The relation between self-assessment of own knowledge about cervical cancer with the risk factors for the development of cervical cancer indicated by the respondents was analyzed. Respondents who indicated as a risk factor the occurrence of cervical cancer in close relatives and recurrent genitourinary infections – which in fact are not risk factors [4] – assessed their level of knowledge about cervical cancer statistically significantly lower compared to individuals who did not indicate these risk factors (p=0.0001). On the other hand, women who indicated the following risk factors: HPV infection (p=0.01), early sexual initiation (p=0.01), many sexual partners (p=0.01), age >50 years (p=0.0114), alcohol consumption (p=0.0001) and smoking (p=0.0001) assessed their level of knowledge about cervical cancer statistically significantly higher compared to individuals who did not indicate these risk factors (Table II).

There was no statistically significant correlation between the identification of cervical cancer risk factors and the age and place of residence of surveyed women.

Respondents (n=430), who in the question about cervical cancer risk factors indicated all the following: HPV infection, early age of sexual initiation and many sexual partners, e.g. risk factors well known from the literature to correlate with cervical cancer [4] showed, that their average declared level of knowledge about cervical cancer is 7.1/10 points (median 8.0) and for other women (n=1628) 5.3/10 points (median 5.0) and this difference is statistically significant (p = 0.0001).

When analyzing the level of awareness of cervical cancer risk factors in the study population, it turned out that only 15.7% (n=324) of women answered “yes” to the question: “Are you at higher risk of cervical cancer?”, 55.9% (n=1151) respondents answered “no”, and 28.3% (n=583) were unable to give a precise answer. In the group of women who declared having 4 and more sexual partners, i.e. in the individuals who should be included in the group of higher risk of cervical cancer (n=385), the highest percentage were those who believed that they do not belong to this high risk group. Also among women non-vaccinated against HPV and smokers, the highest proportion were those believing they were not at high risk.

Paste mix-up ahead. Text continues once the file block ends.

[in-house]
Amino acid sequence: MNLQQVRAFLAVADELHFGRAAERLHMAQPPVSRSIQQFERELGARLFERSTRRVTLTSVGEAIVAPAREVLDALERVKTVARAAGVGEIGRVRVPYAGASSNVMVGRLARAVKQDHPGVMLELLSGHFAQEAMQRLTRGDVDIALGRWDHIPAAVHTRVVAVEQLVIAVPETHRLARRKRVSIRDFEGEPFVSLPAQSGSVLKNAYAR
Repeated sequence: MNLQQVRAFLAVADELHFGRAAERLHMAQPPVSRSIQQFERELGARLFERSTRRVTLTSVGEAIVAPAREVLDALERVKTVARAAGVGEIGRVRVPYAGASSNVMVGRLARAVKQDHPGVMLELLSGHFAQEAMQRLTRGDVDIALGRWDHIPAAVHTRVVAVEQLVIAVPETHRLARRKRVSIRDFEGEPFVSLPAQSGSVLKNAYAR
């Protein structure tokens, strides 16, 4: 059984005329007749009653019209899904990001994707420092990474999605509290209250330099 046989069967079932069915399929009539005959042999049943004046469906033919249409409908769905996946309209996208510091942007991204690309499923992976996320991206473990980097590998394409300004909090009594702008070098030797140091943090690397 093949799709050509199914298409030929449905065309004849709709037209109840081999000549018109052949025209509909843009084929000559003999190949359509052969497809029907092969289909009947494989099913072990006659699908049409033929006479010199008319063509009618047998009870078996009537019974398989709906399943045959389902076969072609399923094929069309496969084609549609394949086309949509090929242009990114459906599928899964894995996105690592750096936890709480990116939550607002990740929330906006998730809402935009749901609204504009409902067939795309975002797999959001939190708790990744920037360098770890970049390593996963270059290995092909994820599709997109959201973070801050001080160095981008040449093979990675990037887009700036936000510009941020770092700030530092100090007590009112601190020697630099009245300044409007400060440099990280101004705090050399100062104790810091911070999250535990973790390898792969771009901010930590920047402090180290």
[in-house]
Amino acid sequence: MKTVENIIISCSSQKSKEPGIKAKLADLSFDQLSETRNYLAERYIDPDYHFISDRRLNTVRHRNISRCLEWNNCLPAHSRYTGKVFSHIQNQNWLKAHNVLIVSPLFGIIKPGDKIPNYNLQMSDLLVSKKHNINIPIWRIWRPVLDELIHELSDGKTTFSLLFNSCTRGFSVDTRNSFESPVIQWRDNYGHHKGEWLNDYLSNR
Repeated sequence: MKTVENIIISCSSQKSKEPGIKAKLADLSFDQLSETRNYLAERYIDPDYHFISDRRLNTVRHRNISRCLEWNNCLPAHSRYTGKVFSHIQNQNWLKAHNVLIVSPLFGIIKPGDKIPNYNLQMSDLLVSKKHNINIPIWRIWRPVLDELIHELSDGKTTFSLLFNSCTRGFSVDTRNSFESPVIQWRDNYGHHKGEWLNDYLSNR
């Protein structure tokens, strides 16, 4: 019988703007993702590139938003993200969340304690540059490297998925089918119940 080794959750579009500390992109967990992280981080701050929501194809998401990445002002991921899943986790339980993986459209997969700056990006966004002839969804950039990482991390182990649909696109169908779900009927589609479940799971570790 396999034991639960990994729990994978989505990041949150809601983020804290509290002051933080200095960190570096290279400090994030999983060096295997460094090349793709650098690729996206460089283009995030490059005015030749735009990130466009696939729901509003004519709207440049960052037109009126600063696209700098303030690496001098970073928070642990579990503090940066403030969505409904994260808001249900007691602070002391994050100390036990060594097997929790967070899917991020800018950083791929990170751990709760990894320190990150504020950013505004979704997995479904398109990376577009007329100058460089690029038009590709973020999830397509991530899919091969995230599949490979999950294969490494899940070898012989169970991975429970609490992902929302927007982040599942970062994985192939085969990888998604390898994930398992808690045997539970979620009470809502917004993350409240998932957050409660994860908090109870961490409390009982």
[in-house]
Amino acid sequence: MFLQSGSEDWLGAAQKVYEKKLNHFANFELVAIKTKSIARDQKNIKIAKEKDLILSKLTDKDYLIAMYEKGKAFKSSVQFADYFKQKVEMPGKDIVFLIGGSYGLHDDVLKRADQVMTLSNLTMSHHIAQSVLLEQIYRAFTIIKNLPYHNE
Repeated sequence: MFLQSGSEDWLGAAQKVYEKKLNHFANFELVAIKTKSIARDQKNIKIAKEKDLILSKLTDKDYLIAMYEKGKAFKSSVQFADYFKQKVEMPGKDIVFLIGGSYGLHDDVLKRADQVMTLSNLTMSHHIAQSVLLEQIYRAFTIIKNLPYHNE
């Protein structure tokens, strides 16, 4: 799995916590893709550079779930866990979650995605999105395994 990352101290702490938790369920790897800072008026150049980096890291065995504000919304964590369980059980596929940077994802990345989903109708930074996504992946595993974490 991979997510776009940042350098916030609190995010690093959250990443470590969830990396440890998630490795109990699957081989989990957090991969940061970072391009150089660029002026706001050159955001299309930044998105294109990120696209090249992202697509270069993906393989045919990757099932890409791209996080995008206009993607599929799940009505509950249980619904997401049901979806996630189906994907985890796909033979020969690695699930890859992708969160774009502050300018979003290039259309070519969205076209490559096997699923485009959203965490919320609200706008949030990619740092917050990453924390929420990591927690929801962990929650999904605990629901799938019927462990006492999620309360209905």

The characteristics of women in terms of self-assessment of belonging to cervical cancer risk group and selected risk factors are presented in Table III.

Primary prophylaxis – vaccinations in the studied population

To the question: “Have you been vaccinated against HPV?”, 18.2% (n=374) of respondents answered positively, while the negative answer was given by 68.0% (n=1399) of the respondents. The most common incentive/vaccination proposal came from parents (58.8%; n=220), pediatricians (15.8%; n=59), gynecologists (6.2%; n=23) and other people (19.2%; n=72).

Analysis of the declared level of knowledge among women vaccinated against HPV showed a statistically significant higher average in relation to the whole studied population (6.3/10 points vs 5.5/10 points, p=0.0001). As the reason for not-vaccinating, the respondents showed the lack of knowledge about the existence/availability of the vaccine (41.2%; n=577) and its high price (32.0%; n=447). The distribution of responses in the studied population is shown in Fig. 3.

Interestingly, asking unvaccinated individuals (n=1399) “Would you vaccinate against HPV in the future?”, 63.5% (n=1063) of respondents answered in the affirmative, expressing a willingness to vaccinate, only 7.0% responded negatively (n=118) and 29.5% (n=493) women answered: “I do not know”. People, who as the reason for not-vaccinating indicated a high price, were asked: “If you have not been vaccinated because of the high price of vaccination, what price would be acceptable for you?” In response to this question, women indicated PLN 256.6 as the average acceptable price for vaccination (SD PLN 196.0; median PLN 200.0). In the study group, only 8 women indicated the need for a full refund of vaccination as a condition for joining vaccinations.

Secondary prophylaxis – cytological tests

The main goal of prophylactic cytological examination according to the respondents is detection of pre-cancerous lesions and detection of vaginal inflammation (91.6% and 48.5% respondents, respectively). The full structure of the answers to the question: “What does the cytological examination assess?” is shown in Fig. 4